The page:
In the late 20th century, a revived interest in pragmatism was seen, driven largely by philosophers Hilary Putnam and Richard Rorty. They were well-known for their works on quasi-empiricism, philosophy of mind, language, and science, among other topics.

The philosophy of mind became a focal point of American philosophical discourse, with figures such as Donald Davidson, Daniel Dennett, Douglas Hofstadter, John Searle, and Patricia and Paul Churchland contributing to debates around the nature of mind and the hard problem of consciousness, an issue first posed by Australian philosopher David Chalmers.

The 21st century saw the emergence of embodied cognition as a major theory in the philosophy of mind. This perspective, defended by philosophers Shaun Gallagher, Alva Noë, and Andy Clark, integrates the mind, body, and world, and is considered a natural progression of pragmatism and the thoughts of earlier philosophers such as Kant, Heidegger, and Merleau-Ponty.

American legal philosophers Ronald Dworkin and Richard Posner have made significant contributions to political philosophy and jurisprudence. Posner is recognized for his economic analysis of law, while Dworkin is known for his theory of law as integrity and legal interpretivism.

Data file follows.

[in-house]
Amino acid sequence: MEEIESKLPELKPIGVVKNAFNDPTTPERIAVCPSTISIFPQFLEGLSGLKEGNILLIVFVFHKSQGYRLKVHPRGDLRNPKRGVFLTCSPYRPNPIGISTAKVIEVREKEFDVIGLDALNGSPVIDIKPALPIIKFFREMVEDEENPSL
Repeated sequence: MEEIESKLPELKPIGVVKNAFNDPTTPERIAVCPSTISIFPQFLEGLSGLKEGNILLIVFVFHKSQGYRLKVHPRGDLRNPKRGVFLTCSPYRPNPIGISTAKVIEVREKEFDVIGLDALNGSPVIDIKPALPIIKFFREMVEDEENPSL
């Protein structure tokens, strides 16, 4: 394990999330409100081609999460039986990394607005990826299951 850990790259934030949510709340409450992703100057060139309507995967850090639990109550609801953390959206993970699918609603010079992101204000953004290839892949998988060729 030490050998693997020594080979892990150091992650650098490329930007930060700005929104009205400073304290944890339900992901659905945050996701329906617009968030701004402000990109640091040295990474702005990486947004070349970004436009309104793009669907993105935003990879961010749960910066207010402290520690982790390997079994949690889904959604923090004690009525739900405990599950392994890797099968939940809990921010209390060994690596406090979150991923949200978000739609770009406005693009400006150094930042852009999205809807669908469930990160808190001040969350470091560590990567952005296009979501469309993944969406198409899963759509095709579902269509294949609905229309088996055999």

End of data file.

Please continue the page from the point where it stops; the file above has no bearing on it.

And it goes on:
Cornel West, an American philosopher, is renowned for his cultural analysis in relation to race, gender, and class issues, as well as his connections with pragmatism and transcendentalism.

Finally, Alvin Plantinga, a Christian analytic philosopher, has gained prominence for his arguments concerning free will, the problem of evil, the belief in God's existence, and his ontological argument for the existence of Yahweh. Michael C. Rea has further built upon Plantinga's work, asserting that both naturalism and supernaturalism are necessary foundations for research.

American Philosophy